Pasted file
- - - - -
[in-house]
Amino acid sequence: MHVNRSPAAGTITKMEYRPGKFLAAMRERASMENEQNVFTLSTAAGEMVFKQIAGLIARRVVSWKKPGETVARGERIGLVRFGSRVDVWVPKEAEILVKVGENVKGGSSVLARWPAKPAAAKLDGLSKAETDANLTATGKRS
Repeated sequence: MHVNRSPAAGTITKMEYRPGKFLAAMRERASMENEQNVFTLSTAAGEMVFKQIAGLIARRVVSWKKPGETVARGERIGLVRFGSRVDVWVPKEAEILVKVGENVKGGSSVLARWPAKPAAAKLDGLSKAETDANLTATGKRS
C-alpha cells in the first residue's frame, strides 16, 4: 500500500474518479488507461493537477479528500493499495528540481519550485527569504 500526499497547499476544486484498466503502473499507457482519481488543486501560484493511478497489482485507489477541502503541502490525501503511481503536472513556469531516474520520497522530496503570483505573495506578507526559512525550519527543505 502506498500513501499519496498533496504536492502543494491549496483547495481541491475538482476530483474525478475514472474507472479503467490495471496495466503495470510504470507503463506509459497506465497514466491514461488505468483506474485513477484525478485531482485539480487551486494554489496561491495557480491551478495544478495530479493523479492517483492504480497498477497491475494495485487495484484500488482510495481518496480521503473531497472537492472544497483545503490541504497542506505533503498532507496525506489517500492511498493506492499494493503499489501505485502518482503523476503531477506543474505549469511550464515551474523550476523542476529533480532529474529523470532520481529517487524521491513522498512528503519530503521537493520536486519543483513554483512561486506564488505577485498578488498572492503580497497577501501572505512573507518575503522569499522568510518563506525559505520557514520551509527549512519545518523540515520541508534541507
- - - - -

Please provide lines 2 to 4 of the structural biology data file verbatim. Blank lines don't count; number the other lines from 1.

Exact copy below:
Amino acid sequence: MHVNRSPAAGTITKMEYRPGKFLAAMRERASMENEQNVFTLSTAAGEMVFKQIAGLIARRVVSWKKPGETVARGERIGLVRFGSRVDVWVPKEAEILVKVGENVKGGSSVLARWPAKPAAAKLDGLSKAETDANLTATGKRS
Repeated sequence: MHVNRSPAAGTITKMEYRPGKFLAAMRERASMENEQNVFTLSTAAGEMVFKQIAGLIARRVVSWKKPGETVARGERIGLVRFGSRVDVWVPKEAEILVKVGENVKGGSSVLARWPAKPAAAKLDGLSKAETDANLTATGKRS
C-alpha cells in the first residue's frame, strides 16, 4: 500500500474518479488507461493537477479528500493499495528540481519550485527569504 500526499497547499476544486484498466503502473499507457482519481488543486501560484493511478497489482485507489477541502503541502490525501503511481503536472513556469531516474520520497522530496503570483505573495506578507526559512525550519527543505 502506498500513501499519496498533496504536492502543494491549496483547495481541491475538482476530483474525478475514472474507472479503467490495471496495466503495470510504470507503463506509459497506465497514466491514461488505468483506474485513477484525478485531482485539480487551486494554489496561491495557480491551478495544478495530479493523479492517483492504480497498477497491475494495485487495484484500488482510495481518496480521503473531497472537492472544497483545503490541504497542506505533503498532507496525506489517500492511498493506492499494493503499489501505485502518482503523476503531477506543474505549469511550464515551474523550476523542476529533480532529474529523470532520481529517487524521491513522498512528503519530503521537493520536486519543483513554483512561486506564488505577485498578488498572492503580497497577501501572505512573507518575503522569499522568510518563506525559505520557514520551509527549512519545518523540515520541508534541507